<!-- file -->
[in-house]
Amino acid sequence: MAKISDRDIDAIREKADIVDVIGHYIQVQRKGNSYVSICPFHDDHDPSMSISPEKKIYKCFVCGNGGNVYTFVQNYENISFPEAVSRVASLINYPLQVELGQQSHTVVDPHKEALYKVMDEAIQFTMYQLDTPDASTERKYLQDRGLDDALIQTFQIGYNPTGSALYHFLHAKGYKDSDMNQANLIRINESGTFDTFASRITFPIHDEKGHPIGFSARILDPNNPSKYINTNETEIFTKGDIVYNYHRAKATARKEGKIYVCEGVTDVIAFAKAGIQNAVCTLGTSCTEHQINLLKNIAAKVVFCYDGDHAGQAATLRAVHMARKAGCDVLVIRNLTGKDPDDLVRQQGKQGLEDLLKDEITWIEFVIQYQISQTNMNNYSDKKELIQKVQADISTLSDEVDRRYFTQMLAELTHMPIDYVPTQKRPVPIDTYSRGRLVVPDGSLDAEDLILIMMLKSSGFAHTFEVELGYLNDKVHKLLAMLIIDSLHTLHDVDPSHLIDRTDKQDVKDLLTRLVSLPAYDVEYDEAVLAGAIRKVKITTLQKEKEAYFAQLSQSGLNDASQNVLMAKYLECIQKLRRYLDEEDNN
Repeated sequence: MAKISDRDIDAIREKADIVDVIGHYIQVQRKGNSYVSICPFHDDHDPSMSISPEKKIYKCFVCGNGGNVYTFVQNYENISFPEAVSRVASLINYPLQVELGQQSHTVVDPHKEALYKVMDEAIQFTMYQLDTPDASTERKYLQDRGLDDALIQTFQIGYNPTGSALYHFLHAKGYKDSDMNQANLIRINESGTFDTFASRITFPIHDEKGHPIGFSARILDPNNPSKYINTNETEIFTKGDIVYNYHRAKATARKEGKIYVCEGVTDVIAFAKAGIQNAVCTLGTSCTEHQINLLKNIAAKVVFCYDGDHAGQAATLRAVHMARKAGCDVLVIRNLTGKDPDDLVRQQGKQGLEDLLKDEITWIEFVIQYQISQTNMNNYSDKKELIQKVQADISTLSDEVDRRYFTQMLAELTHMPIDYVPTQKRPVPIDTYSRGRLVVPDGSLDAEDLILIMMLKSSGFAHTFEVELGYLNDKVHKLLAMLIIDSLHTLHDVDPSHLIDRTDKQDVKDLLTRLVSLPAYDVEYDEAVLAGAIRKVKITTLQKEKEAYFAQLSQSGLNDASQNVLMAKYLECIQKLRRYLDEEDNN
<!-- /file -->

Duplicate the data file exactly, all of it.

[in-house]
Amino acid sequence: MAKISDRDIDAIREKADIVDVIGHYIQVQRKGNSYVSICPFHDDHDPSMSISPEKKIYKCFVCGNGGNVYTFVQNYENISFPEAVSRVASLINYPLQVELGQQSHTVVDPHKEALYKVMDEAIQFTMYQLDTPDASTERKYLQDRGLDDALIQTFQIGYNPTGSALYHFLHAKGYKDSDMNQANLIRINESGTFDTFASRITFPIHDEKGHPIGFSARILDPNNPSKYINTNETEIFTKGDIVYNYHRAKATARKEGKIYVCEGVTDVIAFAKAGIQNAVCTLGTSCTEHQINLLKNIAAKVVFCYDGDHAGQAATLRAVHMARKAGCDVLVIRNLTGKDPDDLVRQQGKQGLEDLLKDEITWIEFVIQYQISQTNMNNYSDKKELIQKVQADISTLSDEVDRRYFTQMLAELTHMPIDYVPTQKRPVPIDTYSRGRLVVPDGSLDAEDLILIMMLKSSGFAHTFEVELGYLNDKVHKLLAMLIIDSLHTLHDVDPSHLIDRTDKQDVKDLLTRLVSLPAYDVEYDEAVLAGAIRKVKITTLQKEKEAYFAQLSQSGLNDASQNVLMAKYLECIQKLRRYLDEEDNN
Repeated sequence: MAKISDRDIDAIREKADIVDVIGHYIQVQRKGNSYVSICPFHDDHDPSMSISPEKKIYKCFVCGNGGNVYTFVQNYENISFPEAVSRVASLINYPLQVELGQQSHTVVDPHKEALYKVMDEAIQFTMYQLDTPDASTERKYLQDRGLDDALIQTFQIGYNPTGSALYHFLHAKGYKDSDMNQANLIRINESGTFDTFASRITFPIHDEKGHPIGFSARILDPNNPSKYINTNETEIFTKGDIVYNYHRAKATARKEGKIYVCEGVTDVIAFAKAGIQNAVCTLGTSCTEHQINLLKNIAAKVVFCYDGDHAGQAATLRAVHMARKAGCDVLVIRNLTGKDPDDLVRQQGKQGLEDLLKDEITWIEFVIQYQISQTNMNNYSDKKELIQKVQADISTLSDEVDRRYFTQMLAELTHMPIDYVPTQKRPVPIDTYSRGRLVVPDGSLDAEDLILIMMLKSSGFAHTFEVELGYLNDKVHKLLAMLIIDSLHTLHDVDPSHLIDRTDKQDVKDLLTRLVSLPAYDVEYDEAVLAGAIRKVKITTLQKEKEAYFAQLSQSGLNDASQNVLMAKYLECIQKLRRYLDEEDNN